Teens are given different, but equally as entertaining options at OYA. Currently there are teen drop-in nights on Thursday and Fridays, not to mention the many other activities that they frequently run. There are video game competitions, cooking and baking in OYA’s kitchen, classes to expand personal skills, and much more. Teenagers can have a safe space to do their homework and hangout with their friends, and enjoy the different activities that OYA offers. 

OYA also has the opportunity for youth-led counselling. It is a private area, youth can enter at the side of the building so that they do not have to walk past programs in the front. Youth can book their own appointments and it is completely free of charge. It is easily accessible to kids aged 12-17, providing support and help that might not otherwise be available.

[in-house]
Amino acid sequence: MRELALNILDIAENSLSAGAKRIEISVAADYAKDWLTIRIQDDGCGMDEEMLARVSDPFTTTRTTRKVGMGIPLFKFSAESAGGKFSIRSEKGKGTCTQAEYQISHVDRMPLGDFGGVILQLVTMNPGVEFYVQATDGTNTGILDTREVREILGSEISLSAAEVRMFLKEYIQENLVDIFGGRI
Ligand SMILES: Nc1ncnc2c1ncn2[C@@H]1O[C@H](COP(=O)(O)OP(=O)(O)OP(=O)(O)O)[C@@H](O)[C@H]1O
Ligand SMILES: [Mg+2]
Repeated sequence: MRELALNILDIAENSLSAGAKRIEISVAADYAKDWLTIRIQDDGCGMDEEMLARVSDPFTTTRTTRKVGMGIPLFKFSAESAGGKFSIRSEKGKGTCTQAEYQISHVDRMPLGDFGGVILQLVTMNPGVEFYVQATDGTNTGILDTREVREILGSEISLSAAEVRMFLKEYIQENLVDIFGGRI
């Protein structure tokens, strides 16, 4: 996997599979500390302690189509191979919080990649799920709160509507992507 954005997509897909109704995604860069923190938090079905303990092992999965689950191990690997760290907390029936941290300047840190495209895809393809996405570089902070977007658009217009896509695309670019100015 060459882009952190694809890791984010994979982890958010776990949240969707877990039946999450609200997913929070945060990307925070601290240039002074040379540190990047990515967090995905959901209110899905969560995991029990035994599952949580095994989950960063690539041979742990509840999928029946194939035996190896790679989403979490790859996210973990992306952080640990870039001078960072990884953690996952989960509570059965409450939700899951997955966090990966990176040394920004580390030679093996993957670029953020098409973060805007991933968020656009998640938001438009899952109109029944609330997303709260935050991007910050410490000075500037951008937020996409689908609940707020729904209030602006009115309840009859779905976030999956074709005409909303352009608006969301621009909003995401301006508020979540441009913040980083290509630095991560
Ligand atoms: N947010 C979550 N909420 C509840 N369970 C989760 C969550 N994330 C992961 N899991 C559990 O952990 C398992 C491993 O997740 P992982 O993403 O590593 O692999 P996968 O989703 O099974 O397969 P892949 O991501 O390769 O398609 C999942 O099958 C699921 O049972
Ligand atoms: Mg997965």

OYA is an excellent resource for rural youth, and provides a safe space for youth of many ages. Their events and regular care of youth provide a caring community for those who might need it. They can be found on Instagram and Facebook with the handle @oyacentre.